¶4 The amended petition further alleged that plaintiff District No. 21 had approved Linda's application for transfer to Caldwell School District No. 20; that defendant had not granted a hearing on notice, had refused to approve the transfer because of a policy of defendant not to approve any out of state transfers, and had returned the application with the explanation that no out of state transfers could be granted by defendant; that the State Board of Education, after reviewing the application, had returned the same for completion and approval by defendant; and that the plaintiff School District No. 21, is a self-supporting school district, receives no funds from the State of Oklahoma, and is ready, willing and able to pay the transfer fees of Linda. It was further alleged that the defendant unreasonably, arbitrarily, unlawfully and capriciously refused and failed to consider the best interests of Linda, as required by law; that because of the attitude, bias and prejudice of the board of the defendant, it would be fruitless to remand the matter to defendant for hearing; and that Linda has exhausted all her administrative remedies, has no adequate remedy at law, and will be irreparably damaged unless the court exercises its equitable powers and finds it is to the best interests of Linda to grant her transfer to Caldwell, Kansas, School District No. 20.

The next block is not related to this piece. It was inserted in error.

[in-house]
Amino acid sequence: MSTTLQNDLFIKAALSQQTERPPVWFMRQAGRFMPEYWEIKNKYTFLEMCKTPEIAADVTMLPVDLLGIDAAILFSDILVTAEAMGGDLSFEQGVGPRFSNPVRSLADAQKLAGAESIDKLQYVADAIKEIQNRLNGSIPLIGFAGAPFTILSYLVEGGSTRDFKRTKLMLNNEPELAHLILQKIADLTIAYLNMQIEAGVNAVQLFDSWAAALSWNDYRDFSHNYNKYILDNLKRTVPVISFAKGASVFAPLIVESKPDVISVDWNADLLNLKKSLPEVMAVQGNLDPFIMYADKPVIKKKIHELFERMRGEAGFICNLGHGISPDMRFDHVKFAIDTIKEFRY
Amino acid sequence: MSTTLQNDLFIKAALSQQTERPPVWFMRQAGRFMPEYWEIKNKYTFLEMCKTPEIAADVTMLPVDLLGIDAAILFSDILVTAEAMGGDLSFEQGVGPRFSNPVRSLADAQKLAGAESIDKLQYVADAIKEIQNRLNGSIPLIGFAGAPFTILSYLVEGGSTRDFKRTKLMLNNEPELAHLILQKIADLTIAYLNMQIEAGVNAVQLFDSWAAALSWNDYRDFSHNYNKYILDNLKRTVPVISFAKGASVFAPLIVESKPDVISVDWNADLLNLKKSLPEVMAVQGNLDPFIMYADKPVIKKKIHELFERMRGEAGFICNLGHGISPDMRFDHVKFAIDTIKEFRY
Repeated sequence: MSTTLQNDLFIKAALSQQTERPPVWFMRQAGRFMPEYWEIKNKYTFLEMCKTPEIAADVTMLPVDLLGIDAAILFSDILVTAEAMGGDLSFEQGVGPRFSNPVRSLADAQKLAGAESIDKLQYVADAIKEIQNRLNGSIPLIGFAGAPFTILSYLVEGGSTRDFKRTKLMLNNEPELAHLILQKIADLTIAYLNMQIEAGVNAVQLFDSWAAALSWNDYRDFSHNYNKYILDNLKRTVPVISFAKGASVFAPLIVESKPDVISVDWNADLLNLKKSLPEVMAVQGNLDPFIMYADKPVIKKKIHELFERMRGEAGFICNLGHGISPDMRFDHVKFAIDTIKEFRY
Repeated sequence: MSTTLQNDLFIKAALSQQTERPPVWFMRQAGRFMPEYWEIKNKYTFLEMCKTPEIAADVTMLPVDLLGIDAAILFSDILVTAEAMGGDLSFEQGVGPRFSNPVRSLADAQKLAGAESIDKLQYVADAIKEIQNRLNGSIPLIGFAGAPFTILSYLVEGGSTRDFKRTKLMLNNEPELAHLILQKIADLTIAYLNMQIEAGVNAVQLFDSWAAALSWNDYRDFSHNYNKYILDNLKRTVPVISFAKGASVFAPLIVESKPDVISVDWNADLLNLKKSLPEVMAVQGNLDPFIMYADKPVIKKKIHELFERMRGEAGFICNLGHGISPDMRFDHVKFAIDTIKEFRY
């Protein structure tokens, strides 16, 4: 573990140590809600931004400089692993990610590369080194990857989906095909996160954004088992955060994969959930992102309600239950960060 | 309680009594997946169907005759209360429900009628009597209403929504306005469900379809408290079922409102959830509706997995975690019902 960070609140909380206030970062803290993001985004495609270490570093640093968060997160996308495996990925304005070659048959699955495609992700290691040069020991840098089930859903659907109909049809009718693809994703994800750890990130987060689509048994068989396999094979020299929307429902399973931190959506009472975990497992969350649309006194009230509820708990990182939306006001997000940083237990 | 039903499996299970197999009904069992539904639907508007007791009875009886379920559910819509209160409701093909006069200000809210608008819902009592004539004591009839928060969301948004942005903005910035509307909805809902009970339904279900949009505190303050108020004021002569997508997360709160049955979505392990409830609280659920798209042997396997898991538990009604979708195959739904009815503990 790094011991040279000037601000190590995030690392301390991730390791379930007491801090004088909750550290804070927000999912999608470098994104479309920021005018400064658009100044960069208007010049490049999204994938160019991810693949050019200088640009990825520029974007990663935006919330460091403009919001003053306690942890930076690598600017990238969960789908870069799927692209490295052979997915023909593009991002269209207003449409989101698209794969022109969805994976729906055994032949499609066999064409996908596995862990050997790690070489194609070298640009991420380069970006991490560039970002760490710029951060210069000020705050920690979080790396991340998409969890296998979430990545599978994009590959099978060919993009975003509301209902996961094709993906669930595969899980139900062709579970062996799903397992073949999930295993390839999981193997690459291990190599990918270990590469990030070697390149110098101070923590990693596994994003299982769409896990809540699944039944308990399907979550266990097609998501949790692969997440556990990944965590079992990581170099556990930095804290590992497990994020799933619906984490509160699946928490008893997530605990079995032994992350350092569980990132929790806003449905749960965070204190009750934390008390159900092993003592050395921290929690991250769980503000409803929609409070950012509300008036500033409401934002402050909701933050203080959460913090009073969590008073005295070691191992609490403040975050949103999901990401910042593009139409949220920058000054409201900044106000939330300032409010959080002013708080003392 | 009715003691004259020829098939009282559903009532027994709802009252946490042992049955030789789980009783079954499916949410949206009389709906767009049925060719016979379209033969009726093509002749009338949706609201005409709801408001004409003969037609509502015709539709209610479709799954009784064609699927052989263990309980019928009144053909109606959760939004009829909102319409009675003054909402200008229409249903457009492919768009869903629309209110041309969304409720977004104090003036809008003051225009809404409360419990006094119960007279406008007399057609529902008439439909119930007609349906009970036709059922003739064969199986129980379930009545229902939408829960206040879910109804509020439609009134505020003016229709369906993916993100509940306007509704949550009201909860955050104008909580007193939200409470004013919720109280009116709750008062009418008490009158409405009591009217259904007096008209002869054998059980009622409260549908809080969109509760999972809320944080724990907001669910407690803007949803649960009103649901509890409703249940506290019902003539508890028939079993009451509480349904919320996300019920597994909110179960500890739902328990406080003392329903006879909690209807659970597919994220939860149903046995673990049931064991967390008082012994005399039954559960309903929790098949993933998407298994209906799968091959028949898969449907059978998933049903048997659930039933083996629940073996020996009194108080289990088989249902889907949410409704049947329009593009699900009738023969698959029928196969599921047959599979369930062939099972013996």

¶5 There are further allegations that 70 O.S. 1961 § 8-1 et seq., are, as to Linda and her application for out of state transfer, discriminatory and unconstitutional. Our conclusion makes it unnecessary to consider the sufficiency of such allegations.
¶6 Under 70 O.S. 1961 § 8-1 , it is provided in part that a child, residing in a school district maintaining a school within the district, that does not offer the grade the child is entitled to pursue, is entitled to be transferred to a district which offers such grade, and for payment by the residence district to the transfer district of the amount of the per capita cost of the latter district.